Afghanistan: What we might choose to do

(Part 5 of a series on the history of Afghanistan, and the role of Canada in the rebuilding of that country)

Six years into the Afghanistan intervention, it is still a failed narco-state state with inadequate aid and opportunities reaching down to affect the masses of poor people. Up to 60 percent of its GDP comes from opium sales. The prognosis is not encouraging. Although they don’t want the Taliban back, Afghans are less sure that the mission is succeeding. Canadian support for the mission is declining. The government is calling on other NATO countries to contribute more soldiers. All is not well and a change is required.

The Taliban’s terrible treatment of women and the need for rebuilding the infrastructure of the war torn country are often cited as the justification for our presence. The benefits that we are bringing to that poor forsaken country are real and good, but are not the reason we are there.

Speaking frankly, we are there because our country is a client state to the US commercial and imperialistic agenda. Our presence and those of others countries provides cover for the US agenda to divide and conquer Arab oil resources. We have a number of choices on the table:

Option A – Leaving Afghanistan when the mandate expires in 2009. Many Canadians reject our participation in the dubious foreign adventures of the United States. The recent years of the Bush administration have been particularly discouraging for those who believe in a world of cooperation and peace. Some argue that responsibility for fixing a broken state rests with those who broke it – in this case, the United States and the Soviet Union with some minor blame on Pakistan and Saudi Arabia for encouraging extremist fundamentalism. On a moral basis, they owe large reparations to Afghanistan for the damage they have caused. Let’s not hold our breath waiting.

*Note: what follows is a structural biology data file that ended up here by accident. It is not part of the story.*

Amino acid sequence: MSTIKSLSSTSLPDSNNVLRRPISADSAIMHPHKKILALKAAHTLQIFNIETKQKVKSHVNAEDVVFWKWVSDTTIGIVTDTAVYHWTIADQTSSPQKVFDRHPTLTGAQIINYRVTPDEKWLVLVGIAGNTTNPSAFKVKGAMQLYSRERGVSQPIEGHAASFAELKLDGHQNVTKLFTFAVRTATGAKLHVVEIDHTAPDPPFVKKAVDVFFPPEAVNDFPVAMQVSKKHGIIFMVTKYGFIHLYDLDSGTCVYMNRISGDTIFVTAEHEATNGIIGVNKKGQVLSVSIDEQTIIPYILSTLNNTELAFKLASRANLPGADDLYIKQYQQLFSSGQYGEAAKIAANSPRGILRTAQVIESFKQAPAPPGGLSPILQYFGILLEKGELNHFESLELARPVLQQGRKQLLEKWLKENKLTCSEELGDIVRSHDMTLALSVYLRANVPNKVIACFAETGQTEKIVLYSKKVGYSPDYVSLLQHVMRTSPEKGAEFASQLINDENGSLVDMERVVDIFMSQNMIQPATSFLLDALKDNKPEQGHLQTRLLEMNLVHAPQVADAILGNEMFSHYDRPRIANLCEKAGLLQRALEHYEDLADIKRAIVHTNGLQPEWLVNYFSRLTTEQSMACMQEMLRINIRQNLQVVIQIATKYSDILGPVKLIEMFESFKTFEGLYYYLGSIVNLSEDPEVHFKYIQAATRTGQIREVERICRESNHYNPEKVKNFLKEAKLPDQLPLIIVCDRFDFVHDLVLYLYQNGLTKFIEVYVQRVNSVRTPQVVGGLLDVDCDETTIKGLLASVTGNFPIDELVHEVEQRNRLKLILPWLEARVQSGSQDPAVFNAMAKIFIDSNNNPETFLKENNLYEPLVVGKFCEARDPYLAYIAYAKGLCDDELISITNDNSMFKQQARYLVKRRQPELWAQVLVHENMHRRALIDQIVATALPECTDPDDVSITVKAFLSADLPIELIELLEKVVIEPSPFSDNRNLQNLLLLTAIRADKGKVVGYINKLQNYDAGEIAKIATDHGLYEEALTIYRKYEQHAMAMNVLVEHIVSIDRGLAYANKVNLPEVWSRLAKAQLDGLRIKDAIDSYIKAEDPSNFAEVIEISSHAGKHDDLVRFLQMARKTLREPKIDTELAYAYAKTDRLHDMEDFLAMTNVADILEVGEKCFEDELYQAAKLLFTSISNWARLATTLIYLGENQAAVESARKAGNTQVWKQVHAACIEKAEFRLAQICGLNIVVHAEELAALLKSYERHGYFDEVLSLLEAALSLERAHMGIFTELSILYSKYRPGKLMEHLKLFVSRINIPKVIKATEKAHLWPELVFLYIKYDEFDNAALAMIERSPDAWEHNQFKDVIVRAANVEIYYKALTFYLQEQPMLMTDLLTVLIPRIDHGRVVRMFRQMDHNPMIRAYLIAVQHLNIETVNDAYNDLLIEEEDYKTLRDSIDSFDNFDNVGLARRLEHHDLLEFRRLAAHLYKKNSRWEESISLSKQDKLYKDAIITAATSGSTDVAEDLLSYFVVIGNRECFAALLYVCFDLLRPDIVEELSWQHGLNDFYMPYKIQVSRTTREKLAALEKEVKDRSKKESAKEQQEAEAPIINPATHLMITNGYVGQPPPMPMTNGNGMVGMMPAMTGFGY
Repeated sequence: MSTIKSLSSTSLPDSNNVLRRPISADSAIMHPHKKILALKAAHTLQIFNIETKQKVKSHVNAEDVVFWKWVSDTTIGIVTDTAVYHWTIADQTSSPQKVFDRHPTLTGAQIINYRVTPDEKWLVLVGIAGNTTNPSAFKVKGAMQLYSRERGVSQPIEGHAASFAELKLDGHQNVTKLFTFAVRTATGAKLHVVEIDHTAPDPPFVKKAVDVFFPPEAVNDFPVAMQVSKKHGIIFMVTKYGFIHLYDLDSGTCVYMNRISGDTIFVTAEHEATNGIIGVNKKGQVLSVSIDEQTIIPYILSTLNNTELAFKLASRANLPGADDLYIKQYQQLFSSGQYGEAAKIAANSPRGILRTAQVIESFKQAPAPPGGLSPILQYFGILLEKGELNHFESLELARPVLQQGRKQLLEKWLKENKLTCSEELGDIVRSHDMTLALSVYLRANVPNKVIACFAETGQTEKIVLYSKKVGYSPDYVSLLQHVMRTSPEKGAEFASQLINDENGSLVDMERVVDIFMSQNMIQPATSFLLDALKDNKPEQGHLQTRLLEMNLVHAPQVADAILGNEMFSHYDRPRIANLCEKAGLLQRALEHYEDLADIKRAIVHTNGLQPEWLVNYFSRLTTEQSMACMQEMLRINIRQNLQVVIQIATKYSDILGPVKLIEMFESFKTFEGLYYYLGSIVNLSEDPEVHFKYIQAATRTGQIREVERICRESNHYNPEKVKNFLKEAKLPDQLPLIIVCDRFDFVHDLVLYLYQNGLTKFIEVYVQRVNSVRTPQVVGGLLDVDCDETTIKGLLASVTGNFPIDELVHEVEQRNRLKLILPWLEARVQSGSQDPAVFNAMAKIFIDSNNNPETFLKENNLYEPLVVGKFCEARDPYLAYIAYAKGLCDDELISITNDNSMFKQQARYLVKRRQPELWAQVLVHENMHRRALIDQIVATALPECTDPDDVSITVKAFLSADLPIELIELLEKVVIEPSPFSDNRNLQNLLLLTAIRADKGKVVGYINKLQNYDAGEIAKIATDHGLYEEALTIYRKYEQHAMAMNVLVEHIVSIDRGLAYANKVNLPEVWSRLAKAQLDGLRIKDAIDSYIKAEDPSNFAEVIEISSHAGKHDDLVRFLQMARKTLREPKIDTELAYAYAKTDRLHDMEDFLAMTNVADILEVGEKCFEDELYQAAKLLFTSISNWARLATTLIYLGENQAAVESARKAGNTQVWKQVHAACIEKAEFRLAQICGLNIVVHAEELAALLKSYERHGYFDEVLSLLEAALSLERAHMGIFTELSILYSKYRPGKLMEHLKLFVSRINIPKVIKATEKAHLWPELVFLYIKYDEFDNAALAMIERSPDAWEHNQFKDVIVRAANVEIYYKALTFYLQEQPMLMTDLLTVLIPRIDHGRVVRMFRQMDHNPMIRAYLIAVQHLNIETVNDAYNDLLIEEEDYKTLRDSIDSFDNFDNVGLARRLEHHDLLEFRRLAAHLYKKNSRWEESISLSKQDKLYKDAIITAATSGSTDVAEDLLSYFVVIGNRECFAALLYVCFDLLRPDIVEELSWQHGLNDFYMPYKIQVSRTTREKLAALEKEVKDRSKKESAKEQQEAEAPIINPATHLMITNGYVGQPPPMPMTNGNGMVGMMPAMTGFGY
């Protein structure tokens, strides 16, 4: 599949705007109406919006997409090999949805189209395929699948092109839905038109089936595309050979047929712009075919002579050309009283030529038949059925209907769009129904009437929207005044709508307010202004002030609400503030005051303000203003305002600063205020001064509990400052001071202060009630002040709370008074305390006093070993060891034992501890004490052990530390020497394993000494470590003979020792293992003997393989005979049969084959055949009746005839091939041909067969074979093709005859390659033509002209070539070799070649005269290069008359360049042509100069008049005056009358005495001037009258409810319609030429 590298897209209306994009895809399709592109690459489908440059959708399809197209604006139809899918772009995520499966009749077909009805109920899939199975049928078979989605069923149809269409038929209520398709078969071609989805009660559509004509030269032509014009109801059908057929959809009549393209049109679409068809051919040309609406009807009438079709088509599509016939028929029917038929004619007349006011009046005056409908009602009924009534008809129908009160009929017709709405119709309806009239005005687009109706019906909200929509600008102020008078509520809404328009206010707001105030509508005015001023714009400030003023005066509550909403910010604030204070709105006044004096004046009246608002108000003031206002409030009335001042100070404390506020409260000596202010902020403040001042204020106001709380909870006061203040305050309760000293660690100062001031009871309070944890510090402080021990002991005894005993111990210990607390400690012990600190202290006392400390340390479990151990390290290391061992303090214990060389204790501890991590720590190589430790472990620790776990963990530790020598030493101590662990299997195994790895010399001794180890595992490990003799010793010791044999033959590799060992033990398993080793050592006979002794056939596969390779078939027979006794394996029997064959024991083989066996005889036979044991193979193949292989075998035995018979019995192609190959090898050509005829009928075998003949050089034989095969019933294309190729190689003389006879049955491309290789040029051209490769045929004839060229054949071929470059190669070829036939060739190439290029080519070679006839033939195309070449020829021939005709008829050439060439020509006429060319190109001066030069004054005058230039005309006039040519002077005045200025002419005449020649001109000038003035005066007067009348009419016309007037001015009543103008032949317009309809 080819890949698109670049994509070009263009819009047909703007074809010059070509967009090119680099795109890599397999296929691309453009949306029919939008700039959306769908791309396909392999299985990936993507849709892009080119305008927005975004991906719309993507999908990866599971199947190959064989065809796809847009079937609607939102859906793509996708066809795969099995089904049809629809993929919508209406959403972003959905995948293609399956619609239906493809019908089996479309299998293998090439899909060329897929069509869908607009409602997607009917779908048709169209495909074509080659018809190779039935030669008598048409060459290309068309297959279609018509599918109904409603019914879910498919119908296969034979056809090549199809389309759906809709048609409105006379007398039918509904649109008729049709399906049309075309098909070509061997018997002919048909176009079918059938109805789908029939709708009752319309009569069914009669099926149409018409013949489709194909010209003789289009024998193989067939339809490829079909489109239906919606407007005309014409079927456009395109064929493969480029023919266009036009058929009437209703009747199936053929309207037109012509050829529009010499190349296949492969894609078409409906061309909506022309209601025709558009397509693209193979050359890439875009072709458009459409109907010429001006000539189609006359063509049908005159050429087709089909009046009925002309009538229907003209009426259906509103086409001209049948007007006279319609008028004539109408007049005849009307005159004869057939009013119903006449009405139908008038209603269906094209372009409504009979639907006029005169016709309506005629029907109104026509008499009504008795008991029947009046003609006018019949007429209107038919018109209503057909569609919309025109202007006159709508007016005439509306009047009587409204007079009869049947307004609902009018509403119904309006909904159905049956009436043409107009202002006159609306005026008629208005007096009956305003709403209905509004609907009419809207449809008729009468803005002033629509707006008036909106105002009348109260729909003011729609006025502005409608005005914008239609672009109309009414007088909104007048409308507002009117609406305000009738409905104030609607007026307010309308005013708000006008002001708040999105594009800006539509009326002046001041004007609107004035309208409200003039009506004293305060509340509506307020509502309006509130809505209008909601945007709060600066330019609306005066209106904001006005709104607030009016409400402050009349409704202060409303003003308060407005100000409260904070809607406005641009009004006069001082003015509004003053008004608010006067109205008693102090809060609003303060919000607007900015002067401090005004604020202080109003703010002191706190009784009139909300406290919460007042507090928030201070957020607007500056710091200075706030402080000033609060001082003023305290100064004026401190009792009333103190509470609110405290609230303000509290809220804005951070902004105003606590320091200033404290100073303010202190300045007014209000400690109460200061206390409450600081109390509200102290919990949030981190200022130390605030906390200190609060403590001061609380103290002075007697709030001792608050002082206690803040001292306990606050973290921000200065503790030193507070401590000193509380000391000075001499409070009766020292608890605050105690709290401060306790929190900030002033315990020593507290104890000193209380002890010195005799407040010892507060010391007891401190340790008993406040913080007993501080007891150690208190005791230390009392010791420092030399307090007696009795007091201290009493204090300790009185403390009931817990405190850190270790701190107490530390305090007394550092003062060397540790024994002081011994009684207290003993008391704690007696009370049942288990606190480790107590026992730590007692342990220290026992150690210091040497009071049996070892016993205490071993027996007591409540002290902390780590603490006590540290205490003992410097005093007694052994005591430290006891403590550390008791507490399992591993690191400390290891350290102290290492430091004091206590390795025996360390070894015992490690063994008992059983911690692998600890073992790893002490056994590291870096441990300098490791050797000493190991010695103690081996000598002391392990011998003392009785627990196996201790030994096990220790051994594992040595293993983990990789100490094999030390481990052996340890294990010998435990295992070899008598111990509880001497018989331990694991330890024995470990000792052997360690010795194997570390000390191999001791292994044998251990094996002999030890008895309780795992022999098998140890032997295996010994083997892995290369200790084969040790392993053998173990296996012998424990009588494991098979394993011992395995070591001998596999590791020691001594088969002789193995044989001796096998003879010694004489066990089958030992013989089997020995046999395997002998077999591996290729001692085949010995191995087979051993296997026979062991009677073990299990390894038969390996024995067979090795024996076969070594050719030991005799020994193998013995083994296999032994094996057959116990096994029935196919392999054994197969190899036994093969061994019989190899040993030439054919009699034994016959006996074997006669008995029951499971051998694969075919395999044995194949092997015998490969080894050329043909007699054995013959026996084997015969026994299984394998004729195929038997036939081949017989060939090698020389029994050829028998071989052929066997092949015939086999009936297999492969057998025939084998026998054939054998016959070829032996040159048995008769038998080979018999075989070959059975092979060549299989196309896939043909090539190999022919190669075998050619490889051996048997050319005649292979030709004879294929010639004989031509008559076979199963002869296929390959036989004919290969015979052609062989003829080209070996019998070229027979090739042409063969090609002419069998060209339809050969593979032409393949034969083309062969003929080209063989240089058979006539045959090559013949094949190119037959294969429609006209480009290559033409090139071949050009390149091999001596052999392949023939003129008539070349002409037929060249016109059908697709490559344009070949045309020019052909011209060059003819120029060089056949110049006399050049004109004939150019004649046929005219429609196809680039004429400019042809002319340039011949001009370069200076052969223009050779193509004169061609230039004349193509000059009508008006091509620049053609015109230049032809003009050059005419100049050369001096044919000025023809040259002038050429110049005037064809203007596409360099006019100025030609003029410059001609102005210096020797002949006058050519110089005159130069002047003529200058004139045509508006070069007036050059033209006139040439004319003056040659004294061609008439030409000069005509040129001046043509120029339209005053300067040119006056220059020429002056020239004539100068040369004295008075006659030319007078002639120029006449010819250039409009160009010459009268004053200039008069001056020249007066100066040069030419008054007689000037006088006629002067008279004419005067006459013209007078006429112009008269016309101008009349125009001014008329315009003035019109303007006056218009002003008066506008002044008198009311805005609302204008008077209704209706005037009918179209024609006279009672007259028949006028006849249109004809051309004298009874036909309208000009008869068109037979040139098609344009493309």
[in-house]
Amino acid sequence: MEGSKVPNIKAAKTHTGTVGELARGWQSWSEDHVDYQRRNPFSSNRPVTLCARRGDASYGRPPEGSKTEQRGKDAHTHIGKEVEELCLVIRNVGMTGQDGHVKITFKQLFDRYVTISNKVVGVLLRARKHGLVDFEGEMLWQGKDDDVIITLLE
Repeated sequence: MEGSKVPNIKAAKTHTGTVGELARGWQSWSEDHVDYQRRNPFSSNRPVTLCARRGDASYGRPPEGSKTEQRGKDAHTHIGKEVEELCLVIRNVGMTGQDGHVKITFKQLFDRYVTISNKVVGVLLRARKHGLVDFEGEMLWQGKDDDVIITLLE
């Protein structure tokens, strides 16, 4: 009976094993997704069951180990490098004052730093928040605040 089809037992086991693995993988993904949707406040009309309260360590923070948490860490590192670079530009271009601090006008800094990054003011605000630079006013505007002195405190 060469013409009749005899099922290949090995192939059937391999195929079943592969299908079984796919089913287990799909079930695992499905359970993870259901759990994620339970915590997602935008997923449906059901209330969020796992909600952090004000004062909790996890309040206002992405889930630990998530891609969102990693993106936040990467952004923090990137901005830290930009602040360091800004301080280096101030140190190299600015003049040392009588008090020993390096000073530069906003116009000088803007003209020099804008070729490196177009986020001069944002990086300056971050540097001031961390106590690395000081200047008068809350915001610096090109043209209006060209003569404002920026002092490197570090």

Likewise, the hunt for Al-Qaeda and senior Taliban is seen as a responsibility of the US government who created the problem. Supporters of this choice would likely contribute significant foreign aid dollars to the Afghan government or to UN agencies.

Option B – The Manley report (status quo with improvements)
While the Manley report very diplomatically acknowledges that changes are required, it does not provide clear answers on how and if the changes would be implemented. There is no defined end to our commitment. When 10% of foreign money goes for aid and 90% for military action, then we have a serious problem. When the NGO’s cost of program delivery is high and the corruption of the local government is rampant, we are not succeeding. The Manley report is long on optimism and short on creativity.

Option C – Establish 2013 as the firm date for removal of all Canadian soldiers
This approach insists that we take control of our destiny, demand changes from the central government but be prepared to fund the changes. We need to obtain agreement on a strategy to end corruption, to provide aid and jobs to the people, to ensure security and defeat of the extremist Taliban culture, and replace narco-agriculture with a sustainable alternative. Failing to change direction in 2008 means leaving immediately in 2009. These are incredibly difficult goals and will require extraordinary measures. We are in Afghanistan without a workable plan, and we are almost wasting our time.